Sometimes, a disagreement can get a little heated before it’s resolved. Unfortunately, a heated argument can turn into an arrest for assault. Worse, you might be accused of more than assault.

Aggravated assault in Illinois is a serious accusation, and it’s one that you may need help overcoming. Fortunately, the lawyers at Adesina Law Firm, PC may be able to help you fight your criminal charges and look into getting them reduced or dismissed. If you’ve been accused of aggravated assault, they can review the details of your Illinois case and do what’s possible to help you deal with your situation.

Simple Assault vs. Aggravated Assault

First, understanding the difference between assault and aggravated assault is important. While assault is usually charged along with battery, assault includes conduct that causes the person to expect battery, or physical violence.

The details that turn assault into aggravated assault fall into a few categories, like the following:

  • Location – An assault on private property might be labeled as assault or domestic violence. However, if you’re accused of threatening someone in public or on public property, it becomes an aggravated assault charge.
  • Victim – Certain types of assaults are more severe depending on the person who accused you of assault. For example, if a peace officer or a sports official during a game accuses you of threatening them, you might suffer more severe consequences than assaulting another Illinois resident might bring.
  • Method – While threatening someone in general is assault, the presence of a deadly weapon or vehicle can raise the stakes. That means you might face worse penalties for offenses involving a gun, knife, or vehicle.

When to Fight Your Illinois Assault Charges

Assault is already a serious charge in Illinois—one that might mean prison time and serious fines. However, your aggravated assault charges could mean even more serious penalties. Because of that, it’s more important than ever to defend yourself.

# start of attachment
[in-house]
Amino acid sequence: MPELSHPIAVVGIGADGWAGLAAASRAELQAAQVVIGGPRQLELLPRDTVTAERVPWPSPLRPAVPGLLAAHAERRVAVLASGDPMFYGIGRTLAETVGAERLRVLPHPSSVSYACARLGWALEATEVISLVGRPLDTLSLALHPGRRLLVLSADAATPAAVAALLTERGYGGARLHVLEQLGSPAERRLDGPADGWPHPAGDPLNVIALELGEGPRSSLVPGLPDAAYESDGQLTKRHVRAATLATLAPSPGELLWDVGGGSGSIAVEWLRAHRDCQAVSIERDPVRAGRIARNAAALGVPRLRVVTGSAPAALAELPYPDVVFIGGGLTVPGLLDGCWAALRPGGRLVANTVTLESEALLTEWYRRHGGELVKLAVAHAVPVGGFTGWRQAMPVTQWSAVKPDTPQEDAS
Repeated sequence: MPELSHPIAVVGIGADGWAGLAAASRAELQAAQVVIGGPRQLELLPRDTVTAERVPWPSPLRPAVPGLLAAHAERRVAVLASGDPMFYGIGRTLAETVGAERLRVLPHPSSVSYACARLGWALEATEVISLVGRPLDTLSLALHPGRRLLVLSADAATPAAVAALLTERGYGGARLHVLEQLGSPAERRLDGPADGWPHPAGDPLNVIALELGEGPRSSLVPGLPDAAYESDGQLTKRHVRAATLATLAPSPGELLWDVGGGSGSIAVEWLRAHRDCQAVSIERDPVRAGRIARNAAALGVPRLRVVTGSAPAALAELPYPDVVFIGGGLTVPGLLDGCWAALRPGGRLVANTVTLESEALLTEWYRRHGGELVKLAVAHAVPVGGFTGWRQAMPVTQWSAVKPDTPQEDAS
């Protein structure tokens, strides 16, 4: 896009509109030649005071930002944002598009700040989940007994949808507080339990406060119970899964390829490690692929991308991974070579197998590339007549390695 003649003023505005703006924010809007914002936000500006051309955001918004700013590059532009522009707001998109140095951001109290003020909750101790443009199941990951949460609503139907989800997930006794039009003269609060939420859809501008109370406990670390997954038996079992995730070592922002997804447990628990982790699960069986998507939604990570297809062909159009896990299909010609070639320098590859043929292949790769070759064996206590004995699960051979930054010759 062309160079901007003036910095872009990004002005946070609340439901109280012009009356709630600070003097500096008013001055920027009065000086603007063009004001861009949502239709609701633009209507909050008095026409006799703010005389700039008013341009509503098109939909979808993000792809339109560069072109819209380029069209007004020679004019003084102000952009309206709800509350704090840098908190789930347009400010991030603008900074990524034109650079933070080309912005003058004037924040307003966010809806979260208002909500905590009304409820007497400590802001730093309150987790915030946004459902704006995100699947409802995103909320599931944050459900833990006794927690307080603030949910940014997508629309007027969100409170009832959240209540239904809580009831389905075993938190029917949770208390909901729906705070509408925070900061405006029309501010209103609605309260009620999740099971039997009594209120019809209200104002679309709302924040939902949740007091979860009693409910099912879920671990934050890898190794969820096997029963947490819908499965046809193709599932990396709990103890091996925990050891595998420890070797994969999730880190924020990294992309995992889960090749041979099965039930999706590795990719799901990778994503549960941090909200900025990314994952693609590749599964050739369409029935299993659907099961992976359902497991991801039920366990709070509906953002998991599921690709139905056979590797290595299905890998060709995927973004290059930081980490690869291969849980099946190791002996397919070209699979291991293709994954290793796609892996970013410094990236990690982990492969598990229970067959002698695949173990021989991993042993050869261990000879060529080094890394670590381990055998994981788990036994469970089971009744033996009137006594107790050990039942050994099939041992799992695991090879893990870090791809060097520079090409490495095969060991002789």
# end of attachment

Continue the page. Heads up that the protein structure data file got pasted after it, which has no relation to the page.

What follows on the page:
Typically, aggravated assault is a Class A misdemeanor. That usually means up to a year in prison with a $2,500 fine. However, the presence of a deadly weapon may mean a Class 4 felony charge. That means more than a year in prison and fines that may max out at $25,000.

In addition, accepting a conviction means that you’ll have a criminal record. That can affect your employment and housing since those with records—especially felons—are often turned away for jobs or housing opportunities. Expungement may not be an option, either, since it can take time to expunge your record and you may not have the opportunity in every case. Instead, it’s best to talk to an Illinois attorney now and start fighting back.

Seek Help from an Illinois Attorney

If you’re facing consequences after being accused of threatening someone, or worse, if you’ve been accused of assault and battery, your future could be on the line. If that’s the case, you’ll need to get help building a strong defense for your case.

If you’ve been accused of aggravated assault in Illinois, you may need a lawyer from Adesina Law Firm, PC on your side. We understand the effects of a conviction, and we have the tools you may need for your defense.

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